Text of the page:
Second Chance: Educating Girl Dropouts in India’s Remote Corners

Second Chance

255 girls from Odisha who had dropped out of school completed their 10th standard education after nine months of remedial training and sat for their board exams. The results came out last week: 158 of them (62%) passed, with one even coming in the first division.

This is not big news in a country the size of India, and the only ones celebrating aside from the girls and their families was a small team gathered around a conference table at the headquarters of Pratham. I happened to be visiting a similar batch of girls in Chhattisgarh a day earlier, who will be taking their exams in mid-May. Here is what I saw of their determination and the barriers they are overcoming to get what most of us think of as our birthright and take completely for granted.

I grew up with a daily reminder that being born a girl in India in the early 20th century could be a raw deal. My grandmother lived with us and she was illiterate. Her parents were not poor, they simply saw no reason to educate their daughter. My grandmother was married at 13 and widowed at 25. which consigned her and her two children to a life of utter dependence on her in-laws. Transported to the US when her son (my father)moved there, she lived in a cocoon, secure in the family bosom but in a narrow world where her considerable intelligence was wasted on chewing over the family gossip and magnifying every slight.

It is still not easy for a girl to be educated and make her own life choices in today’s India, even as the country has gained wealth and power unimaginable to my grandmother’s generation. Leave aside issues of safety or employability where huge gender gaps exist. Even in something as gender neutral as educating the nation’s children, girls lag: only 40 Indian girls out of every 100 that begin primary school will complete 8th grade.  This number, shocking as it is, masks even bigger gaps between urban and rural, and between middle and lower income families.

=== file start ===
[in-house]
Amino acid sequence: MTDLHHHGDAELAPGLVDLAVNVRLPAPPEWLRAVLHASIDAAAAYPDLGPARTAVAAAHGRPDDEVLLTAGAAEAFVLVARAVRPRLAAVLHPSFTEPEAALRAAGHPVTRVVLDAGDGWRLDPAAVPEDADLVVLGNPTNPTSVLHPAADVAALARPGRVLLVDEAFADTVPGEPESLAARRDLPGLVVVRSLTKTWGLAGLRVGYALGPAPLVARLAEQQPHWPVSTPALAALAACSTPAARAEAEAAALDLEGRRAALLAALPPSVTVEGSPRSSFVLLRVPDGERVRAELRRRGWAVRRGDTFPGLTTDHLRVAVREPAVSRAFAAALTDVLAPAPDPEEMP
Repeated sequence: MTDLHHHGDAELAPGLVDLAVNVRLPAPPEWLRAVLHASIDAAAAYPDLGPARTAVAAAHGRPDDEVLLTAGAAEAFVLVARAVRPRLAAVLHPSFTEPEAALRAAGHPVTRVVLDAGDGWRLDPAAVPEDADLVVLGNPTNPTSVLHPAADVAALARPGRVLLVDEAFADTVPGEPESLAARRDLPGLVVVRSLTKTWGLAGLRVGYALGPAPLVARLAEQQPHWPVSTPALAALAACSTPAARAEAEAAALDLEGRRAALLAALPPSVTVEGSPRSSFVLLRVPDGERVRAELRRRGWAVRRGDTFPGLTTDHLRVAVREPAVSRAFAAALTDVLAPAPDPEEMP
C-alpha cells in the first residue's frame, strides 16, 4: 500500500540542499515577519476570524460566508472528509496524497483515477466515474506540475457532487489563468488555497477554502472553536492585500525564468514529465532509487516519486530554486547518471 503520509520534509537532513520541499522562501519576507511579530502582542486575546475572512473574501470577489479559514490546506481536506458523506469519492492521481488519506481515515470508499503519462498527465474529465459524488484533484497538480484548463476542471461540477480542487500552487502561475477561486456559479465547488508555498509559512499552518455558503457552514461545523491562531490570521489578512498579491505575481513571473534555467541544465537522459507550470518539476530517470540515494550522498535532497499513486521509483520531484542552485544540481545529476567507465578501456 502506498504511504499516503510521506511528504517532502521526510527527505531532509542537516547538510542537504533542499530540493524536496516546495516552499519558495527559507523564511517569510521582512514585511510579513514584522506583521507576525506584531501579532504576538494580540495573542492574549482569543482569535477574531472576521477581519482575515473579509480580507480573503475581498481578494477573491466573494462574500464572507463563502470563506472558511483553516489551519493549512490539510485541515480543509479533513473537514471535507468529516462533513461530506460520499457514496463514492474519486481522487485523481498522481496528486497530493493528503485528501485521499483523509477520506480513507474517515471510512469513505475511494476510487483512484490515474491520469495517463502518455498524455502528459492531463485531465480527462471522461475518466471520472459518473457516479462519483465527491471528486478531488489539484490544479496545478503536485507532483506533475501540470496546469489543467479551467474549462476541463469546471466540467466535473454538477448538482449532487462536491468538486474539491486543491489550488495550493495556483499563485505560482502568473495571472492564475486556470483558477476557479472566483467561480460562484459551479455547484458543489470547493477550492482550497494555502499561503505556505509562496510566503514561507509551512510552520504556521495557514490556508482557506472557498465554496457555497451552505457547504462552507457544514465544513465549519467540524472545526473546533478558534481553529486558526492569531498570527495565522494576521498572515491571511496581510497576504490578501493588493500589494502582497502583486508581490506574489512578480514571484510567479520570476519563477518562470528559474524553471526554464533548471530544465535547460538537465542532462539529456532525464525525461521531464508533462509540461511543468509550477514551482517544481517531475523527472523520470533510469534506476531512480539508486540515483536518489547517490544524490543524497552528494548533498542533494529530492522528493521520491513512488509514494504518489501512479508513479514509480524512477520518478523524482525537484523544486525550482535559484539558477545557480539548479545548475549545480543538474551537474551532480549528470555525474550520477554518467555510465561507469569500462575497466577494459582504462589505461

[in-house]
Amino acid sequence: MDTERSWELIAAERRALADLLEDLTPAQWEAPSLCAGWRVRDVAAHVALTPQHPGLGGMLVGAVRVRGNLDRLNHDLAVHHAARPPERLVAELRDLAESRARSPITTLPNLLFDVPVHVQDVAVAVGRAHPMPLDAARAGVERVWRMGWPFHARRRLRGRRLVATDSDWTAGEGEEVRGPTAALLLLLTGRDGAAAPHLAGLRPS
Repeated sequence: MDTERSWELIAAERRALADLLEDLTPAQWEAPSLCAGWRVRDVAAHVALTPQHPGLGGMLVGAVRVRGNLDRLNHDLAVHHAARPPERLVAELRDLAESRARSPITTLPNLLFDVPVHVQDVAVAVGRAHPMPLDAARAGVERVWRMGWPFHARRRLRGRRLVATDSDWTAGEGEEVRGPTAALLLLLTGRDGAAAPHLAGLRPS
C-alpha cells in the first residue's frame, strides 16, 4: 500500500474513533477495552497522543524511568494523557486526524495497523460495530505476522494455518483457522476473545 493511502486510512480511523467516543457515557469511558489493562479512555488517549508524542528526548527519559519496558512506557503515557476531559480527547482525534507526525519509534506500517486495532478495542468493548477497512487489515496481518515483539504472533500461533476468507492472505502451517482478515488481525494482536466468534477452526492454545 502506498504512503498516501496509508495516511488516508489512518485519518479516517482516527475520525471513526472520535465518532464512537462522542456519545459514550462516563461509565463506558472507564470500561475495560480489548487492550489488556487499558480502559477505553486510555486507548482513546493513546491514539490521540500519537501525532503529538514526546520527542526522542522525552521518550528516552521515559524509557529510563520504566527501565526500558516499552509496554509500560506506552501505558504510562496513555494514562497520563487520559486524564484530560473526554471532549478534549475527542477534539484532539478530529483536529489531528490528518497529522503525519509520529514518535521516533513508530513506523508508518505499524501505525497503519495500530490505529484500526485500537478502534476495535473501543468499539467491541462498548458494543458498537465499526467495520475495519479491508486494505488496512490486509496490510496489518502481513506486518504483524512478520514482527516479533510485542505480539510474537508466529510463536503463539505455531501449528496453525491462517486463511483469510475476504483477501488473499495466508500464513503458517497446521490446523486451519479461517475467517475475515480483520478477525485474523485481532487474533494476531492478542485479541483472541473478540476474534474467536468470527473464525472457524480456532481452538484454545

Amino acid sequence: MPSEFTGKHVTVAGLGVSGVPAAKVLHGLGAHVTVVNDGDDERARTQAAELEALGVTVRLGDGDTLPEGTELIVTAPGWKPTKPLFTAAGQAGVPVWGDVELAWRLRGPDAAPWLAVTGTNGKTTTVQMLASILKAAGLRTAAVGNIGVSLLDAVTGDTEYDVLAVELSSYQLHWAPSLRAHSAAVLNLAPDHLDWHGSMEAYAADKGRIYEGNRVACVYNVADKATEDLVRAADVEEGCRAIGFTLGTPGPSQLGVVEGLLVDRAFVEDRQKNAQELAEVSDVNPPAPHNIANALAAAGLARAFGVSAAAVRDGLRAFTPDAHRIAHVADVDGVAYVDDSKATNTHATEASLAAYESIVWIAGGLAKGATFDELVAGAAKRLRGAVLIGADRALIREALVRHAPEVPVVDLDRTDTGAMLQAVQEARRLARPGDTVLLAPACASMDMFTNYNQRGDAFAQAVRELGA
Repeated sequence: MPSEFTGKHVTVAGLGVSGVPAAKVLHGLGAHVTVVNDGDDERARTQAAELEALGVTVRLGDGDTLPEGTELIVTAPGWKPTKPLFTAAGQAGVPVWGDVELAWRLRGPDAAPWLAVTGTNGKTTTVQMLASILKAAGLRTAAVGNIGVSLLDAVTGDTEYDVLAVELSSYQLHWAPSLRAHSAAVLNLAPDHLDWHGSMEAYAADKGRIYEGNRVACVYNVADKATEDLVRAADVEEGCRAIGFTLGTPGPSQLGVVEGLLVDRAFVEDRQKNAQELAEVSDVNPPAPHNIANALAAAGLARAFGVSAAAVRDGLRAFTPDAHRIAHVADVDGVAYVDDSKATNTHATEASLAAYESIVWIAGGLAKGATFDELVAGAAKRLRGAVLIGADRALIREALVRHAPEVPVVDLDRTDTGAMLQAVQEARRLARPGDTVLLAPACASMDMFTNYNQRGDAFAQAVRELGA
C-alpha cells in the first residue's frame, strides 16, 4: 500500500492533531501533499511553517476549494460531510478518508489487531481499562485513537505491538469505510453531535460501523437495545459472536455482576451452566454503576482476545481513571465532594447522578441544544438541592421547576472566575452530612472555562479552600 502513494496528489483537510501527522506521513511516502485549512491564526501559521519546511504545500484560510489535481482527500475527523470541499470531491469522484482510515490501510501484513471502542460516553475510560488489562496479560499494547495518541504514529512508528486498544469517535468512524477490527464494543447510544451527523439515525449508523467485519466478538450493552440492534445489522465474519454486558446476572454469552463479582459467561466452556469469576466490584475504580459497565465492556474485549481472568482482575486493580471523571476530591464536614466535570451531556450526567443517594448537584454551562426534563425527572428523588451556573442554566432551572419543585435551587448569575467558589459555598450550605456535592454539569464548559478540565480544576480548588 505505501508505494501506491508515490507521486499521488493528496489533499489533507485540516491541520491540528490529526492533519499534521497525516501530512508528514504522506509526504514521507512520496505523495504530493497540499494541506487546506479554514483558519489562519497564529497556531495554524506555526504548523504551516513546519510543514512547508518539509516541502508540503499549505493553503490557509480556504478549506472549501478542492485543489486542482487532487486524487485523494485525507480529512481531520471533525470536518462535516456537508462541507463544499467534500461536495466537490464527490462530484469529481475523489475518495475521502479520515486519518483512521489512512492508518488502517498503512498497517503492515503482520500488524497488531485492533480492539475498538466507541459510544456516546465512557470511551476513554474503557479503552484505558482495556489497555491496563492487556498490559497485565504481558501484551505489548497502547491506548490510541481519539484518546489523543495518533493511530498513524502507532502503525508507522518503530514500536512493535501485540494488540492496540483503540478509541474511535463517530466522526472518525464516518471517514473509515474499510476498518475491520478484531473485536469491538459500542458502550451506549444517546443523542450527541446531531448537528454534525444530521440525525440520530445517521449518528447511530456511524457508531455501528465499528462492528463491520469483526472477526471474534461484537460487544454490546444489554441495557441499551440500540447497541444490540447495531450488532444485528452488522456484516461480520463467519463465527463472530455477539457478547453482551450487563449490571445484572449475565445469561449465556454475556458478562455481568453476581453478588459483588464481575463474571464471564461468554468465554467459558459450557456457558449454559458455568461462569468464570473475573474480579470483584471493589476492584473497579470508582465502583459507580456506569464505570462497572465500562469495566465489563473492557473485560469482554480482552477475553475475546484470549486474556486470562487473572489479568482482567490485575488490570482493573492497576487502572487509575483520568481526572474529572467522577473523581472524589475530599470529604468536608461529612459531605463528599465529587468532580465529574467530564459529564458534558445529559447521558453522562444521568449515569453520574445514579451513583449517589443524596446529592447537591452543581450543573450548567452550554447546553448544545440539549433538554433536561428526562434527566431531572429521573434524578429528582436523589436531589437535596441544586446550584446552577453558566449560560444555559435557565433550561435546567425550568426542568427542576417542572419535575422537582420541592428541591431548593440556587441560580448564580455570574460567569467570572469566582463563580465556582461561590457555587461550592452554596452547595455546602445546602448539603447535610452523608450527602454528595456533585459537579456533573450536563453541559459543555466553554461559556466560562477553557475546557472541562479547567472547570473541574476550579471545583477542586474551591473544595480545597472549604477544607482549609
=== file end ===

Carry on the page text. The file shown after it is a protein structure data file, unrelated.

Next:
The reasons for dropping out of school are many and complex—one study cites 20 of them—but the end result is the same. An uneducated child faces a bleak future. The girls and women I met in Chhattisgarh had heartrending reasons for dropping out. Several did so to get married. Two lost their fathers and had to start earning a living to support the family. Yet all of them had made the decision to come back and finish 10th grade.

They did not make this decision by themselves. There was a small army of people pushing them forward. In the vanguard of this army is the Pratham community organizers, who go door-to-door to survey who is in school and if not, why not. When they find an older girl or woman dropout, they spend considerable time convincing them and their families to enroll in a nine-month program which includes daily study with an instructor in the village plus a monthly stay at a residential camp. The families have to commit to handling the girls’ chores while they go away for five days every month.

The camp has an administrator and three faculty members to provide instruction in Hindi, English and math. There is another group at Pratham headquarters that has taken apart the standard curriculum, applied “western” pedagogical methods to it, and painstakingly created new teaching and learning materials.

I ask the girls in Chhattisgarh what they plan to do after they graduate. Silence. Except for two government workers who need to pass 10th grade in order to be eligible for promotion, the rest have not dared to dream of an altered future.
My father, born to an illiterate mother, planned to drop out of school when he was 13 so that he could help out in the family business. The only one against this plan was an uncle who somehow saw his potential and moved heaven and earth to get him educated. My father in turn made sure that no effort or expense was spared to educate his four daughters, all of whom went to Ivy League universities in the US, and became financially independent. In two generations my family was able to rewrite the destiny for its girls. It will happen to you too, I tell the Chhattisgarh girls.

This is the drive behind Pratham and what motivates its 2,000 staff and 60,000 volunteers: the chance to recreate a new India in which every child has learnt well and has the means to become a productive, prosperous citizen. The 255 girls from Odisha are proof it can be done. Chhattisgarh will be close behind.

Read another article about Sarita’s work with Pratham.

This article was first published on Pratham.

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